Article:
Salale Oromo Women Songs of Resistance: Bar-kumee

SALALE OROMO WOMEN SONGS OF RESISTANCE: Bar-kumee

Feminist Critical ‘Listening’ of a Folkloric Oicotype (OROMIA, ETHIOPIA)

by Asafa Tefera Dibaba, USA

Abstract

Women are the principal informants in the present songs of Bar-kumee (post-millenium songs). This fact conditions the point of view, ideologies, and perceptions expressed in these songs of resistance. The songs reveal the need for social and economic empowerment for women as one determinant factor in development. There can be such gender-bound feminine voices in Oromo folklore, but the nature and characteristics of the voices have not been studied in any detail. The present paper attempts to reveal the ideas and beliefs that women express in their rendition of one such gender-bound ‘genre’ and show how their renditions differ.

KEYWORDS:

resistance research. resistance folklore. eroticism/sexuality. local politics. gender politics. humor

I. Introduction

This is another Millennium Monologue from the Salale and Jirru field of folklore, North Showa/Oromia in Ethiopia during my folkloric field research from September 2009 to July 2010. The data was collected through interview with folkperformers and group discussions with women folksingers in the area. Children also copied and recited the songs used as humor among adults to critique about the Ethiopian Millenium.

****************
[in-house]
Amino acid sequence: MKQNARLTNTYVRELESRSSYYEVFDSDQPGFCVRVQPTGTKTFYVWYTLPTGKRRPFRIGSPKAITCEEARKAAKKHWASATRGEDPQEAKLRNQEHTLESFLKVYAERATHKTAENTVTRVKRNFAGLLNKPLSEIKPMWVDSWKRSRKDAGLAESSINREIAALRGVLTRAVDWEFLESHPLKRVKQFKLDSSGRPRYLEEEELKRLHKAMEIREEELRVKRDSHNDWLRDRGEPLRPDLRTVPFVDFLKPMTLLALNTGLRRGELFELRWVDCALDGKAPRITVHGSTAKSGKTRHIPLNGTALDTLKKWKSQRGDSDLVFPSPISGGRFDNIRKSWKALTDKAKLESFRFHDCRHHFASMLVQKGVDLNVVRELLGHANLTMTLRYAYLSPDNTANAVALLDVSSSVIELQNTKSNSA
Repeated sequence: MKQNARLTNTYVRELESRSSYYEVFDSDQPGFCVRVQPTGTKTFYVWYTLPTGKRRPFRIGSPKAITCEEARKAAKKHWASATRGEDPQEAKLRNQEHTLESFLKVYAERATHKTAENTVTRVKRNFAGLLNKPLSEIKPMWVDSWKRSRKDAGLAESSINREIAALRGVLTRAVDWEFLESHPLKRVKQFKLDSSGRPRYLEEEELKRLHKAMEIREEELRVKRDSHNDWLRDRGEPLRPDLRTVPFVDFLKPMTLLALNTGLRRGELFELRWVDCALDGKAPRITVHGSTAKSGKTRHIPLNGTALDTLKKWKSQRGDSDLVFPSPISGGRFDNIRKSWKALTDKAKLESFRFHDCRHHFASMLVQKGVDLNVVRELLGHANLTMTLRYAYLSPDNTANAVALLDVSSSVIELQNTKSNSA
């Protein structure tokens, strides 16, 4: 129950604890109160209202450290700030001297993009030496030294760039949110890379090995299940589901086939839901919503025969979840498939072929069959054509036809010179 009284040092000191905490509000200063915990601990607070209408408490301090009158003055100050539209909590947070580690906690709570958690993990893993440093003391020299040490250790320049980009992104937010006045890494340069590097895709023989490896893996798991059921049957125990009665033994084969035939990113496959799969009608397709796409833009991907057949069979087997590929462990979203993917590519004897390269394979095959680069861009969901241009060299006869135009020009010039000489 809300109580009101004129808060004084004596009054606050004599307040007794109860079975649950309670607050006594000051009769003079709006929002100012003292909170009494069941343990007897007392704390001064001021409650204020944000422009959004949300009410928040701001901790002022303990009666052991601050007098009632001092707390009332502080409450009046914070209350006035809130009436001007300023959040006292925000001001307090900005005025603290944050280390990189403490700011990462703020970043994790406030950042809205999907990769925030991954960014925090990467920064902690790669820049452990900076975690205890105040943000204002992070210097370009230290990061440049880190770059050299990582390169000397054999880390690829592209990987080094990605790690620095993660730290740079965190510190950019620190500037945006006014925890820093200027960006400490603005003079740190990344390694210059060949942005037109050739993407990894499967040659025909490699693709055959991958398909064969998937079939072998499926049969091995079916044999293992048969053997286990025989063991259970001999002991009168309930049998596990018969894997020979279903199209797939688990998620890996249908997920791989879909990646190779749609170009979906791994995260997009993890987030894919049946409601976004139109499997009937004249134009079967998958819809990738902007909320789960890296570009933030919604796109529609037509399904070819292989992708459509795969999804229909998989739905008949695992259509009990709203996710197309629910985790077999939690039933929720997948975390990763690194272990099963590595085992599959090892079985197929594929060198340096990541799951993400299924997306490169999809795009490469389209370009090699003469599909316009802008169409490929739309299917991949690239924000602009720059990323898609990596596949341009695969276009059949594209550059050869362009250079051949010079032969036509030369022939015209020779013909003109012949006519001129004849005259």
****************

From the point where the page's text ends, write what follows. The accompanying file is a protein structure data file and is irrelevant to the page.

It is a song of gratitude by women to an indolent husband lost his days and nights inattentive to his wife. Struck by hunger and languished to death, Men are now inactive, docile and impotent that Women mockingly thank their weak Men who lie all night long like a fallen log with no or less want of sex. It is also a song of the barren period of time, Bar-kumee, i.e., Millennium, despite all the state propaganda elevated it as an imagined utopian age of joy, peace, and justice. It is a satire concocted to be a song of joy for such a time especially created through revolution, revolution for the oppressors not for the oppressed. The monologue is also about troubled love and marriage during a harsh time. Through this Monologue from Jirru centering on Bar-kumee, Oromo women in the locale express their erotic views during adverse soicio-economic and political conditions and voice their gloomy situation under domination imposed by the repressive state and patriarchal structures.